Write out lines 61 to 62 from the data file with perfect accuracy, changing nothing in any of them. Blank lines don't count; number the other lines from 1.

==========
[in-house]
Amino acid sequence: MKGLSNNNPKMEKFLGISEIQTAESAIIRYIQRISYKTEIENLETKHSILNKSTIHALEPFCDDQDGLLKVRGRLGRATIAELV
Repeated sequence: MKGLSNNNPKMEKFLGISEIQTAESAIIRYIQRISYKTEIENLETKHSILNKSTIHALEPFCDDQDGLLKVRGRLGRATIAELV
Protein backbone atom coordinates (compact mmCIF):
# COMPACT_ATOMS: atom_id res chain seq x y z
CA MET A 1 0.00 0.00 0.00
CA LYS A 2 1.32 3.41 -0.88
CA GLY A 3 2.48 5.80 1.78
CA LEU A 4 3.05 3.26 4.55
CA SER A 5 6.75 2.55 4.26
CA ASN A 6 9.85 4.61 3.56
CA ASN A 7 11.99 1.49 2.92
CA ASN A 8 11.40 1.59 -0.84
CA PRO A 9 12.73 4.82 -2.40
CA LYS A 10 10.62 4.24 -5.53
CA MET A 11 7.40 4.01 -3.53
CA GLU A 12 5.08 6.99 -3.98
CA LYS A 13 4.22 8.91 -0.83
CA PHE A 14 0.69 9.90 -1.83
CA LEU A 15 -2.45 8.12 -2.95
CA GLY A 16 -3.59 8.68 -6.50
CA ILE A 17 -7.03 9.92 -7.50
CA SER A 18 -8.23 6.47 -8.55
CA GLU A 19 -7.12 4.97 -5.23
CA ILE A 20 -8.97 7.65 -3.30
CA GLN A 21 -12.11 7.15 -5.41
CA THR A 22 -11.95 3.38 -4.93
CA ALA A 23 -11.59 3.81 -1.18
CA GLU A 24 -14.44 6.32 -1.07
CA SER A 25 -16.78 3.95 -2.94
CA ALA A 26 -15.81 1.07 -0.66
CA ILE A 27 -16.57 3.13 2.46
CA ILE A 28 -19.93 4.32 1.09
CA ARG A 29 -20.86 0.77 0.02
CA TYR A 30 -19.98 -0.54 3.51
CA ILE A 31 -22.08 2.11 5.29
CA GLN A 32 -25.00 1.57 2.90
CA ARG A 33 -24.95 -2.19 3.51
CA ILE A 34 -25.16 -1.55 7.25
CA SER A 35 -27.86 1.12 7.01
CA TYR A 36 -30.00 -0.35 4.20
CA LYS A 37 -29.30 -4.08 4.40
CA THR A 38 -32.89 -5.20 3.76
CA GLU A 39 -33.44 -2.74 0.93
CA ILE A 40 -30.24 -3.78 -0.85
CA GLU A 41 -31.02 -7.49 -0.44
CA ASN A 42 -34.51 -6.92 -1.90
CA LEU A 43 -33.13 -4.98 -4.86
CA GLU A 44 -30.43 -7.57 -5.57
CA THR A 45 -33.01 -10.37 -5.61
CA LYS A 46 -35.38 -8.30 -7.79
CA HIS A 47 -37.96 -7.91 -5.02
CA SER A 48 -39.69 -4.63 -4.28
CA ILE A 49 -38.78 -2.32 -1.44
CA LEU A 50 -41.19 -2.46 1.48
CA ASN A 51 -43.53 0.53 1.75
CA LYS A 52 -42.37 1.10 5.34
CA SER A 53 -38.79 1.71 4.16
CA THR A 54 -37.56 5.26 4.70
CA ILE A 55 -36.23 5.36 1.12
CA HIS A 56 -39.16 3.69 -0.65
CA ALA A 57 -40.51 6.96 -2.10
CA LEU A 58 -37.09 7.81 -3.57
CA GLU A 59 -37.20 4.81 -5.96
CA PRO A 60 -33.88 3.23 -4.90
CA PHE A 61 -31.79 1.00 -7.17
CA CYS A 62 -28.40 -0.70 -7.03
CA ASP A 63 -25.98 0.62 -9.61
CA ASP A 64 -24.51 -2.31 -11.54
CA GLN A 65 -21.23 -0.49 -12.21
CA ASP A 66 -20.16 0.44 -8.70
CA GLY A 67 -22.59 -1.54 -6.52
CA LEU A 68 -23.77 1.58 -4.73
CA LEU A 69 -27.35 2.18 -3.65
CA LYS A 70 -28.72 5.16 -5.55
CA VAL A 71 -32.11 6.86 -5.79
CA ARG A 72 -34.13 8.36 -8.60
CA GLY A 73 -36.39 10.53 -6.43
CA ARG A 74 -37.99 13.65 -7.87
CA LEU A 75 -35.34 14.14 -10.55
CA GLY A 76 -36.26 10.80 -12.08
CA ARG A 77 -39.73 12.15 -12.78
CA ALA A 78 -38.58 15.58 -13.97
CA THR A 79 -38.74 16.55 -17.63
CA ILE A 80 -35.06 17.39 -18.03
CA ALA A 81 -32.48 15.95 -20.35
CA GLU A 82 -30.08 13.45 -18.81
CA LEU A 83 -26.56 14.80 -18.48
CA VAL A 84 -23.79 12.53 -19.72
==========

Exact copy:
CA HIS A 56 -39.16 3.69 -0.65
CA ALA A 57 -40.51 6.96 -2.10